.S. President Barack Obama speaks during a campaign rally at Cornell College in Mt Vernon, Iowa, October 17, 2012. (Photo : Reuters)
Current projections show President Barack Obama and former Massachusetts Governor Mitt Romney in a close race when it comes to the Electoral College map.
Back in 2008, President Obama won with a healthy lead in the Electoral College but is likely to lose several states in 2012.
According to Real Clear Politics (RCP), in a projection with swing states electing a candidate today, the Obama-Biden ticket are likely to win 281 votes from the Electoral College against Romney-Ryan's 257 votes.
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The numbers are narrow compared to Obama's victory in 2008 with 365 Electoral College votes to John McCain's 173.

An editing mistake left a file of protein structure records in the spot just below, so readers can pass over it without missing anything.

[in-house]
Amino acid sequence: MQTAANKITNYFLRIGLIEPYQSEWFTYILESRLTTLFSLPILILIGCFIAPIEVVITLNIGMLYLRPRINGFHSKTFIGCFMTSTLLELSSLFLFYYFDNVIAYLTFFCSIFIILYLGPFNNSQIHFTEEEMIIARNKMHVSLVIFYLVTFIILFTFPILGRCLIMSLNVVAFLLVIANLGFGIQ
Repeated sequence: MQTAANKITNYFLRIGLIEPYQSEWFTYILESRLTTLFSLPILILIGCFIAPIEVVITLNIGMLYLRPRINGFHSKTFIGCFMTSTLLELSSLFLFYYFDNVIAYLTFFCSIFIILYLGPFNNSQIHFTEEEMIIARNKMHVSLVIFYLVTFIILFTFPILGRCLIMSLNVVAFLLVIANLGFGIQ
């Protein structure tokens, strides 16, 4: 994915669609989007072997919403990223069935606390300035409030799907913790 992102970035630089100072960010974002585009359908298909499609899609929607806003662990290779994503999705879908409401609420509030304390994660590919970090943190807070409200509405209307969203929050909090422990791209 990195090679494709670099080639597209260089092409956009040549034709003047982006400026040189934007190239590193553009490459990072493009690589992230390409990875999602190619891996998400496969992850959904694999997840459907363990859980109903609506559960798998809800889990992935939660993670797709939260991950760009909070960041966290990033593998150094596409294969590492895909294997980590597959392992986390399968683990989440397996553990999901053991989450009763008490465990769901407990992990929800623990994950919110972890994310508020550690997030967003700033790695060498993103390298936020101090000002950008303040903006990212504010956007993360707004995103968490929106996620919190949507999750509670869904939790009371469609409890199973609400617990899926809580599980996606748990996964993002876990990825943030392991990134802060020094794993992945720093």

RCP currently lists 10 states as "toss up states," meaning it could go either way for the two candidates.
In 2008, Obama won all 10 toss up states.
Outside of the toss up states, a few states are now likely to go to the Romney column that Romney also won in 2008.
North Carolina gave Obama their 15 Electoral College votes in 2008 but RCP polling averages from polls dating between Oct. 6 and Oct. 17 show Romney leading Obama, 50.3 percent to 44.7 percent.
Indiana is another state RCP categories as "Likely Romney." Obama won their 11 votes in 2008 but RCP polling averages show the former governor leading in double-digits, 53 percent to 40.5 percent.
Overall, current projections show 12 states at risk for Obama, a total of 157 Electoral College votes.
To win the presidential election, the candidate has to reach 270 Electoral College votes, first.